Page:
Kyrie Irving is bad at science. At least, that’s what NBA fans were led to believe after the Cleveland Cavaliers point guard revealed in a February episode of the podcast Road Trippin’ that he believed the Earth is flat. “I’m telling you, it’s right in front of our faces. They lie to us,” Irving said, expressing a sentiment echoed by Shaquille O’Neal. Recently, Irving discussed an equally bizarre idea but one that has its roots in actual science. Irving, it seems, may actually have a shot at redeeming himself in the eyes of the rational community.
In the podcast, Irving reveals that he’s been investigating his own lucid dreams — a field of study that has the curiosity of many neuroscientists and psychologists piqued. Some neuroscientists have theorized that lucid dreaming could help improve creativity, artistic abilities, and problem- solving skills, while others have suggested it might have the potential to solve mental illnesses like depression, anxiety, and PTSD. The idea is that lucid dreaming allows the user to create for themselves a safe space in which they can work out their issues. All of this is rooted in the ability to, like Irving, control your own dreams.
In other words, he may be more scientifically inclined than he lets on.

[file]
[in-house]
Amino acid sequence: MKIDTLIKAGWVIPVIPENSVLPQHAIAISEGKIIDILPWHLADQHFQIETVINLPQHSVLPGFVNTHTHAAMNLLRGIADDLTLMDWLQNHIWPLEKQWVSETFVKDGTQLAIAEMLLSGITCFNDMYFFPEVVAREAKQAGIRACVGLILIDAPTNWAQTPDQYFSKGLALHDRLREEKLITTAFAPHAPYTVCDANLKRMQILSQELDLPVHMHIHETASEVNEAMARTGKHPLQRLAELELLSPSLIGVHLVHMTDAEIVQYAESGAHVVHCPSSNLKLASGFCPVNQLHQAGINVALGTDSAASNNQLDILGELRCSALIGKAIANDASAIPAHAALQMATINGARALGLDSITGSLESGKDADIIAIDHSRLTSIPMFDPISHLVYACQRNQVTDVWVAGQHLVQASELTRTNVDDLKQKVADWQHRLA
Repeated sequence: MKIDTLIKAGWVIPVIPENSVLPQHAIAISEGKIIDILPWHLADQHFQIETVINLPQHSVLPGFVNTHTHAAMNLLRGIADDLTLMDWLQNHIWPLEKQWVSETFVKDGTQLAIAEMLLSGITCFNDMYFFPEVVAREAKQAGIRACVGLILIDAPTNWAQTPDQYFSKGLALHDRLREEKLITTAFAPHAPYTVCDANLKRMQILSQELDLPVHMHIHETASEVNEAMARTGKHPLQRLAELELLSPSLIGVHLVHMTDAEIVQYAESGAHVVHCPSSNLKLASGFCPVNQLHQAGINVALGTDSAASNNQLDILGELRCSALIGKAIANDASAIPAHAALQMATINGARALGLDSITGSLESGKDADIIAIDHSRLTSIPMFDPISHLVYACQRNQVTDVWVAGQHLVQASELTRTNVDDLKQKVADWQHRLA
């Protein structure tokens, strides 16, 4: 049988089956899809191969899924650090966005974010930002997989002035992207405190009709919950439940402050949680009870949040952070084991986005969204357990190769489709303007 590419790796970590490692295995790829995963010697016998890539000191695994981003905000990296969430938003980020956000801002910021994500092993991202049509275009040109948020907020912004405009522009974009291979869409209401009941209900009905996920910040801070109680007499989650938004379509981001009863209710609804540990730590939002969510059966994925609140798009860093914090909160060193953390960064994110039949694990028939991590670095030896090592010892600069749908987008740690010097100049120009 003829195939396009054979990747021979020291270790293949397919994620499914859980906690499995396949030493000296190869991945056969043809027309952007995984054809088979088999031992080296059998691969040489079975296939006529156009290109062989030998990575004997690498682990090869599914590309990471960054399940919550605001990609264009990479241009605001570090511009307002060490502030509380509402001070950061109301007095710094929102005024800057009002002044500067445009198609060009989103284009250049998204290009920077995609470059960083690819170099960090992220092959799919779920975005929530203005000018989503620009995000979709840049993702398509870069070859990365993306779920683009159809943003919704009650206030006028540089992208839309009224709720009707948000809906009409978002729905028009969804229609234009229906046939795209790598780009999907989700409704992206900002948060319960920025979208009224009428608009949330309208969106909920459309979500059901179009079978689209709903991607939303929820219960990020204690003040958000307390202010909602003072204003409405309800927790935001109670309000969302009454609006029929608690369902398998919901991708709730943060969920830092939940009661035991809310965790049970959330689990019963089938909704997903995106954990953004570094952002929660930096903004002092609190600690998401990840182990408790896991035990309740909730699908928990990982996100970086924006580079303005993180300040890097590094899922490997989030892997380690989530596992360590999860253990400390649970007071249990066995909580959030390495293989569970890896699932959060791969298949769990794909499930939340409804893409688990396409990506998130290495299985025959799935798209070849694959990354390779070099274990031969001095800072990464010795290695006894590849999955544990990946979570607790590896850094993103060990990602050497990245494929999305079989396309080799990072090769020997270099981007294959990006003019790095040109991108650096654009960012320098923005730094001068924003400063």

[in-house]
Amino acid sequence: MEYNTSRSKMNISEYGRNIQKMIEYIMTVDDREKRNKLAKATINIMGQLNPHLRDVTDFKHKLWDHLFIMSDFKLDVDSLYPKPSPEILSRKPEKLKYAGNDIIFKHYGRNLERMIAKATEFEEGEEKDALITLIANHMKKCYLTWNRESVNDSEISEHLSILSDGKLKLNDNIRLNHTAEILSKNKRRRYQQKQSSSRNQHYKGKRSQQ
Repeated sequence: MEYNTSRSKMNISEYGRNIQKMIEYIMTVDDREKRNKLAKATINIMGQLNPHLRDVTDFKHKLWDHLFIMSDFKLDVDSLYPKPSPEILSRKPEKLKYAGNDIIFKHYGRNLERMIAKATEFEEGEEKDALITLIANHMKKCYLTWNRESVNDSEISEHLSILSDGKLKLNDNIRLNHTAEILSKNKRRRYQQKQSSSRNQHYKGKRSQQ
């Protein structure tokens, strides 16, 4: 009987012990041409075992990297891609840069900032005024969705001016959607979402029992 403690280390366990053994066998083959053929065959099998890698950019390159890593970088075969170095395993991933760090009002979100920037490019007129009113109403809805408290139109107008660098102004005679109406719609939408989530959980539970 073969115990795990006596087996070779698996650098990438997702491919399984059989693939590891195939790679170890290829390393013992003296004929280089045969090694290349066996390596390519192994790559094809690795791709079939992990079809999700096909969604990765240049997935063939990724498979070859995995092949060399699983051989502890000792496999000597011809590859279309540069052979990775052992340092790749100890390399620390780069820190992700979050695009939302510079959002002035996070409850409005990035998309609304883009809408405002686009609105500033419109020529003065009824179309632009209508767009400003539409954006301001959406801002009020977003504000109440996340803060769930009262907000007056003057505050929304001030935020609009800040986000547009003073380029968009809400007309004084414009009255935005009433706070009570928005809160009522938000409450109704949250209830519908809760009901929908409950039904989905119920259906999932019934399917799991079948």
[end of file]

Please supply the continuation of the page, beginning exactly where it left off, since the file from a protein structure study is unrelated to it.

Describing his experiences, Irving says, “But I’m, like, very, very conscious, but the thing about it is, I don’t know if you guys have the same thing, but I can control my dreams.” He goes on to describe the rest of the dream, in which his friend and former teammate Jordan McRae visits him in a room, but Irving, though conscious, can’t respond to him. It’s unclear whether he wakes up or is still asleep when he shouts, “I love you bro!,” but he seems to believe he consciously decided to do so while he was still asleep, when he felt McRae’s “presence” standing near him.
It’s tempting to dismiss Irving’s thoughts on lucid dreaming as more of his misinformed ramblings, but it’s important to note that he isn’t the only person who’s curious about the ability to control dreams. In addition, he’s also not the only one who’s had to deal with skepticism from outside; in a previous interview with Inverse, dream researcher Brigitte Holzinger of Vienna’s Institute of Consciousness and Dream Research said that she refers to her research topic as “cognition in sleep” because “lucid dreaming” doesn’t sound scientific to reviewers. Holzinger, recognizing that lucid dreaming offers people the tools they have on hand when they’re awake — that is, rationality, decisiveness, and choice — believes that people with PTSD can use them to change the storylines of the nightmares that haunt them.
It seems that Irving tried to do the same by exercising agency in his nightmares in order to make contact with his friend. This is a start, though he doesn’t mention that he is attempting to investigate his abilities in a particularly scientific way. It’s possible, though, that he can help the scientists who are trying to be systematic about lucid dreaming research: Only an estimated one percent of humans is thought to have the ability to control their dreams, and these people can help scientists figure out what happens in the brain when the process begins so that they can figure out how to induce it artificially.
We can only hope that when they do, they’ll induce it in Irving to show him, once and for all, that the Earth is not flat.